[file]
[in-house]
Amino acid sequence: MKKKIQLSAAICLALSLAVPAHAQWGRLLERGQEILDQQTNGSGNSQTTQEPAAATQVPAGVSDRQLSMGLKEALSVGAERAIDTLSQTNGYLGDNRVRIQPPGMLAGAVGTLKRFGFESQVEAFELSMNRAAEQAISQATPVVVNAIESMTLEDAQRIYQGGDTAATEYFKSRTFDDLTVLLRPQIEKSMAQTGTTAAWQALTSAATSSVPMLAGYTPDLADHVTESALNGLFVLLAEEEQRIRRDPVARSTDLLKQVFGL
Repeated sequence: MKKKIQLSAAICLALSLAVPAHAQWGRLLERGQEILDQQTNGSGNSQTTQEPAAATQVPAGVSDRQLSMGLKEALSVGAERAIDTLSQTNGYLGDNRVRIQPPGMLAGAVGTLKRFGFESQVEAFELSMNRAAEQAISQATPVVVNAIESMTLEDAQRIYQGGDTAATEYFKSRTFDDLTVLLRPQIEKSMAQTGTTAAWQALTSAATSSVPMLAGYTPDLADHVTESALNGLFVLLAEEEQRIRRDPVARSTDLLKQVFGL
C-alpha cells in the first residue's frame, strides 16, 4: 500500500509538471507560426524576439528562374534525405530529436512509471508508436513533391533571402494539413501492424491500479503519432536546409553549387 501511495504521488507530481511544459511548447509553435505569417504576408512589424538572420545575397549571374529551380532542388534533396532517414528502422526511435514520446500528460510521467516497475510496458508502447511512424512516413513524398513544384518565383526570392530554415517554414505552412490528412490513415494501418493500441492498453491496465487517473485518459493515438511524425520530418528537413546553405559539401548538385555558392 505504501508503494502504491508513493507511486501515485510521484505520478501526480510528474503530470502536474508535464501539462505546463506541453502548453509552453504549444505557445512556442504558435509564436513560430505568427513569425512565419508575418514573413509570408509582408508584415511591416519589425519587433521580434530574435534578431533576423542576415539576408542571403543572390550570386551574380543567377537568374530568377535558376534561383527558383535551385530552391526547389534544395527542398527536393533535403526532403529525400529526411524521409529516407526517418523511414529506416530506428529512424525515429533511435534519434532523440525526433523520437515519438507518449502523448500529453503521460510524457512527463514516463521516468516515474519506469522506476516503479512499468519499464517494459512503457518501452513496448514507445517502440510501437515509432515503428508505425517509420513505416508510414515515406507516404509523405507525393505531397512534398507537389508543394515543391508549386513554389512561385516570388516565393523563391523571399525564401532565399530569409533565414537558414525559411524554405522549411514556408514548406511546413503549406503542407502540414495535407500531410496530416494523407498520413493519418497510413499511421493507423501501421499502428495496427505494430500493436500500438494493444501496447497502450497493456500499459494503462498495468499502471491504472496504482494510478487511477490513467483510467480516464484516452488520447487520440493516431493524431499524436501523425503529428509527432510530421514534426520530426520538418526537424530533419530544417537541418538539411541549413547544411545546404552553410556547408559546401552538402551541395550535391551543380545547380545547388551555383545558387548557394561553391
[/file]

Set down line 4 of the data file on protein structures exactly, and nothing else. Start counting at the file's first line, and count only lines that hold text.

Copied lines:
C-alpha cells in the first residue's frame, strides 16, 4: 500500500509538471507560426524576439528562374534525405530529436512509471508508436513533391533571402494539413501492424491500479503519432536546409553549387 501511495504521488507530481511544459511548447509553435505569417504576408512589424538572420545575397549571374529551380532542388534533396532517414528502422526511435514520446500528460510521467516497475510496458508502447511512424512516413513524398513544384518565383526570392530554415517554414505552412490528412490513415494501418493500441492498453491496465487517473485518459493515438511524425520530418528537413546553405559539401548538385555558392 505504501508503494502504491508513493507511486501515485510521484505520478501526480510528474503530470502536474508535464501539462505546463506541453502548453509552453504549444505557445512556442504558435509564436513560430505568427513569425512565419508575418514573413509570408509582408508584415511591416519589425519587433521580434530574435534578431533576423542576415539576408542571403543572390550570386551574380543567377537568374530568377535558376534561383527558383535551385530552391526547389534544395527542398527536393533535403526532403529525400529526411524521409529516407526517418523511414529506416530506428529512424525515429533511435534519434532523440525526433523520437515519438507518449502523448500529453503521460510524457512527463514516463521516468516515474519506469522506476516503479512499468519499464517494459512503457518501452513496448514507445517502440510501437515509432515503428508505425517509420513505416508510414515515406507516404509523405507525393505531397512534398507537389508543394515543391508549386513554389512561385516570388516565393523563391523571399525564401532565399530569409533565414537558414525559411524554405522549411514556408514548406511546413503549406503542407502540414495535407500531410496530416494523407498520413493519418497510413499511421493507423501501421499502428495496427505494430500493436500500438494493444501496447497502450497493456500499459494503462498495468499502471491504472496504482494510478487511477490513467483510467480516464484516452488520447487520440493516431493524431499524436501523425503529428509527432510530421514534426520530426520538418526537424530533419530544417537541418538539411541549413547544411545546404552553410556547408559546401552538402551541395550535391551543380545547380545547388551555383545558387548557394561553391